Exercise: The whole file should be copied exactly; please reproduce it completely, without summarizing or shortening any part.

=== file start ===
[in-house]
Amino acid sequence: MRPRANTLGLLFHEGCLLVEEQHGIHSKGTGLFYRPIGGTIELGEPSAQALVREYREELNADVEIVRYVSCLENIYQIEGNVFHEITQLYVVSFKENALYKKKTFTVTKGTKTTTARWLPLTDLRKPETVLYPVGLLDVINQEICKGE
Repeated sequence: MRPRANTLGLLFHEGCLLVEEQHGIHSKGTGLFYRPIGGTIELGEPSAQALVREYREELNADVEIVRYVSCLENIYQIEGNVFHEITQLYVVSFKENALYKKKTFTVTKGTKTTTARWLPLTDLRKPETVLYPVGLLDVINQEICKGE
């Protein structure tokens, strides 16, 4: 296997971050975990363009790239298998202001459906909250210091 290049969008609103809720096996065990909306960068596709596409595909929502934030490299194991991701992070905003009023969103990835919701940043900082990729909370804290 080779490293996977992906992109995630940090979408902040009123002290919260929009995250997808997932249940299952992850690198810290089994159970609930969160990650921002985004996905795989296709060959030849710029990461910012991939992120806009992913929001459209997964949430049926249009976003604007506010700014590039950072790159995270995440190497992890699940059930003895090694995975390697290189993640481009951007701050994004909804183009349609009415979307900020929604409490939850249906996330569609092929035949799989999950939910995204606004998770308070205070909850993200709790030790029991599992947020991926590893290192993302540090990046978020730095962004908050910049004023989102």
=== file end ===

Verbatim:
[in-house]
Amino acid sequence: MRPRANTLGLLFHEGCLLVEEQHGIHSKGTGLFYRPIGGTIELGEPSAQALVREYREELNADVEIVRYVSCLENIYQIEGNVFHEITQLYVVSFKENALYKKKTFTVTKGTKTTTARWLPLTDLRKPETVLYPVGLLDVINQEICKGE
Repeated sequence: MRPRANTLGLLFHEGCLLVEEQHGIHSKGTGLFYRPIGGTIELGEPSAQALVREYREELNADVEIVRYVSCLENIYQIEGNVFHEITQLYVVSFKENALYKKKTFTVTKGTKTTTARWLPLTDLRKPETVLYPVGLLDVINQEICKGE
């Protein structure tokens, strides 16, 4: 296997971050975990363009790239298998202001459906909250210091 290049969008609103809720096996065990909306960068596709596409595909929502934030490299194991991701992070905003009023969103990835919701940043900082990729909370804290 080779490293996977992906992109995630940090979408902040009123002290919260929009995250997808997932249940299952992850690198810290089994159970609930969160990650921002985004996905795989296709060959030849710029990461910012991939992120806009992913929001459209997964949430049926249009976003604007506010700014590039950072790159995270995440190497992890699940059930003895090694995975390697290189993640481009951007701050994004909804183009349609009415979307900020929604409490939850249906996330569609092929035949799989999950939910995204606004998770308070205070909850993200709790030790029991599992947020991926590893290192993302540090990046978020730095962004908050910049004023989102």